Henry Blair was an African-American inventor who, with his mechanical corn planter, became only the second black man to earn a United States patent in 1834.
For many years, Blair was thought to be the first African American to acquire a patent, but it was later discovered that Thomas Jennings, the inventor of the dry-cleaning technique, received a patent in 1821. The corn planter and a mechanized cotton planter are two of Blair’s most famous inventions. Blair’s discoveries increased maize and cotton farming production.
Blair was born in 1807 in Glen Ross, Maryland. There is very little information about his early life or family. Due to his patent eligibility, Blair appears to have never been enslaved (enslaved people could not register patents with the United States government).
Blair was a commercial farmer near Glen Ross who ran his own business despite being unable to read or write. It’s also worth mentioning that Henry Blair is the sole inventor listed in the US Patent Office’s records as a “colored man.”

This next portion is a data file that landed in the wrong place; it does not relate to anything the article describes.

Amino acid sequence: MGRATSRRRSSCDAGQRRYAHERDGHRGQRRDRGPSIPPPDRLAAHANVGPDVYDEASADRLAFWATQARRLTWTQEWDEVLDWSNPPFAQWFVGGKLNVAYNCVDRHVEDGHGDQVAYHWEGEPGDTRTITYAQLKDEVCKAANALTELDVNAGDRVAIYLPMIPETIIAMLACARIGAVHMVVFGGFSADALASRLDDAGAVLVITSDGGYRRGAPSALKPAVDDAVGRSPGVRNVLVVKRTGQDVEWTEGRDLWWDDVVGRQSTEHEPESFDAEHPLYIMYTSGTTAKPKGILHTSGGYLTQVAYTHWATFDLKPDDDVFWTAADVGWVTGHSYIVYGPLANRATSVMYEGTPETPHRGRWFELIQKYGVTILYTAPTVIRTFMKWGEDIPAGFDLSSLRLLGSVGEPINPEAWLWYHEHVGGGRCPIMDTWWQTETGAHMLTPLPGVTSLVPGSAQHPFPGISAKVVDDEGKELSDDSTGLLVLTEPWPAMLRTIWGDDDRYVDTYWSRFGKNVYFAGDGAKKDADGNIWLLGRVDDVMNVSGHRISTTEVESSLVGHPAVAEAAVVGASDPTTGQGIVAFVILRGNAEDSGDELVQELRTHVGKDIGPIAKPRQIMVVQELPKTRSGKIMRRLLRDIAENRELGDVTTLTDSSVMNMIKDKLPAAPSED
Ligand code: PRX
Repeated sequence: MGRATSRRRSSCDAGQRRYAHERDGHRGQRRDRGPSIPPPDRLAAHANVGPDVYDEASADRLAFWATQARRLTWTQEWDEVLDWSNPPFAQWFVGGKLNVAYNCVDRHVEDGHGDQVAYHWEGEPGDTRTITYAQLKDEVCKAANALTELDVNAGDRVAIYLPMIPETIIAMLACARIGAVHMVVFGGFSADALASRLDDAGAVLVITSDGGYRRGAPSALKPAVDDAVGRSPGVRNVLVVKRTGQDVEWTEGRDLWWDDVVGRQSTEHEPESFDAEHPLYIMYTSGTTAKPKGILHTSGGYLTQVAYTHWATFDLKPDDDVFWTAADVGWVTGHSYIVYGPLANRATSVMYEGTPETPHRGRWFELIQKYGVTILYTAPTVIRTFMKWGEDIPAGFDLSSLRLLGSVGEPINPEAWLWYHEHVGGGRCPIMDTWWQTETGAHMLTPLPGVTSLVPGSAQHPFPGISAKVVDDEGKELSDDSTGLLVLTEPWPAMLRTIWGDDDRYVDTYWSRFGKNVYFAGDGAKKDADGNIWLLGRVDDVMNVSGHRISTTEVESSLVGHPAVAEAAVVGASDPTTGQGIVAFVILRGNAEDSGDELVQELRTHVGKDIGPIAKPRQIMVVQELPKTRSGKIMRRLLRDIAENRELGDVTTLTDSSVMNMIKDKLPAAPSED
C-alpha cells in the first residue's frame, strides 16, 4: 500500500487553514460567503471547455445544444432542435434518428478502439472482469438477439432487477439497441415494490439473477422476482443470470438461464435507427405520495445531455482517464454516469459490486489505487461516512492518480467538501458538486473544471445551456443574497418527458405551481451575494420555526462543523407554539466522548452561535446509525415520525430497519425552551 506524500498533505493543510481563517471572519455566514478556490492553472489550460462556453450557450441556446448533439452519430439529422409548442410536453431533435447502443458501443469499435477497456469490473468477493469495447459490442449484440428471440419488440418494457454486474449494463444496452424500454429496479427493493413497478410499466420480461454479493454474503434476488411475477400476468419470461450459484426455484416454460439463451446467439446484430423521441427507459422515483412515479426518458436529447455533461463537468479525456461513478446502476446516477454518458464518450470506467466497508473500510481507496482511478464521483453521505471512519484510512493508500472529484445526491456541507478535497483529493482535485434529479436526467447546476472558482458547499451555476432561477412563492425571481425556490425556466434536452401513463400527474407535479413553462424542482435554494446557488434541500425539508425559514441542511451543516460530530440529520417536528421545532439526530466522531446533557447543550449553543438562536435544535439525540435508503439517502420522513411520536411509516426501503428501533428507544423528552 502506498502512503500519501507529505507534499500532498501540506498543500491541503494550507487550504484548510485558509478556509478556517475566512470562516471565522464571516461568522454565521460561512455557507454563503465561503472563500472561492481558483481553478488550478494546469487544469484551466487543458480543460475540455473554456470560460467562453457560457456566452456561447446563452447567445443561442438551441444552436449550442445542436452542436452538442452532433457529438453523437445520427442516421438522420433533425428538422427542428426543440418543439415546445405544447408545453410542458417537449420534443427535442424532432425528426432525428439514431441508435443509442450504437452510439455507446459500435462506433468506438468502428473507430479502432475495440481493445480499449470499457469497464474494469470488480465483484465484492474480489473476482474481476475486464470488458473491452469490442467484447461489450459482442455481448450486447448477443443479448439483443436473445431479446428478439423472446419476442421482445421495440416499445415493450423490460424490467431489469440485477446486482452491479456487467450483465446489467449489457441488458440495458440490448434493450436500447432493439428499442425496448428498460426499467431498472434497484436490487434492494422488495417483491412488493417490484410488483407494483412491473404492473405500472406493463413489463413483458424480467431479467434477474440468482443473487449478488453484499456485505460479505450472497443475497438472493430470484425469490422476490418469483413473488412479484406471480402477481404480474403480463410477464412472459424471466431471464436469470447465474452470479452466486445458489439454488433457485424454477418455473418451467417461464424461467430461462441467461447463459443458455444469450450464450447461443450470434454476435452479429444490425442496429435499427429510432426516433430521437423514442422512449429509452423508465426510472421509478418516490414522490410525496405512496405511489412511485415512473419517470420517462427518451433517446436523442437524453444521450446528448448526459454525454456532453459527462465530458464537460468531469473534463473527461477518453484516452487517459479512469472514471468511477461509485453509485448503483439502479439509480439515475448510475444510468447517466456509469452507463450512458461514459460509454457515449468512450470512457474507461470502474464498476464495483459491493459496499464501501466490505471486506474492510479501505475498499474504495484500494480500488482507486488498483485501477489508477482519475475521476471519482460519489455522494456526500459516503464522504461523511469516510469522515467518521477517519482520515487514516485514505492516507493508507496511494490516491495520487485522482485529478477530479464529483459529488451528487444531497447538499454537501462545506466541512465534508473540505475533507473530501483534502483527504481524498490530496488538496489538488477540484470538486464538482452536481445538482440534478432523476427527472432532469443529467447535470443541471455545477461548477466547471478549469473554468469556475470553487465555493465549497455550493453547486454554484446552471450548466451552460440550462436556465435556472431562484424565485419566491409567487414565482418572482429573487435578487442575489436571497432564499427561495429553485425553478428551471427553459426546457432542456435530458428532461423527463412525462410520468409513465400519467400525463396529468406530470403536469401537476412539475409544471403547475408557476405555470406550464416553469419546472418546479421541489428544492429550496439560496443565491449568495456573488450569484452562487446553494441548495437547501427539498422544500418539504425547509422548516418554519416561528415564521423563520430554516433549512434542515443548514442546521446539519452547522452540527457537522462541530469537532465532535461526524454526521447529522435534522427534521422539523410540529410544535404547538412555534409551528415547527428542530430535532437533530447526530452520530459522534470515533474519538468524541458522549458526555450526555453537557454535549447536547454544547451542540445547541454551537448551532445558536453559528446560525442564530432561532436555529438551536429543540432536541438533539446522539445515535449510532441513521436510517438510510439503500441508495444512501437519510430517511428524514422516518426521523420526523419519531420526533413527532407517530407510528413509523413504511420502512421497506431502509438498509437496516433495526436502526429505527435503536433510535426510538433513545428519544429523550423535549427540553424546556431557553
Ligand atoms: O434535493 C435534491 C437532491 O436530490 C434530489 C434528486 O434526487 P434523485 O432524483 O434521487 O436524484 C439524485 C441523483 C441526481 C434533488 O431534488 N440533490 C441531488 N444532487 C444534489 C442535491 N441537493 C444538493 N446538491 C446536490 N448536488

Blair established himself as a capable inventor after achieving success as a farmer. Blair got his patent for his mechanized corn seed planter on October 14, 1834. Blair’s corn planter resembles a wheelbarrow with a seed dispersal chamber attached to the bottom.
Rakes attached to the back of the wheelbarrow pull over the seed to cover it with soil once it has been disseminated. Blair’s corn planter allowed farmers to plant their crops more efficiently, resulting in a higher overall yield. Blair’s design was said to “save the labor of eight men,” according to an 1836 article in The Mechanics’ Magazine.
Blair received a patent for his mechanical cotton planter on August 31, 1836. The gadget is essentially a cotton-optimized version of Blair’s corn planter.
The cotton planter was similar to a wheelbarrow, except it included two blades that split the dirt and a cylinder behind the blades that disseminated the seeds into the newly plowed grooves.
In 1860, Henry Blair died in Maryland of unexplained reasons.
This piece of history was originally written on BlackPast.Org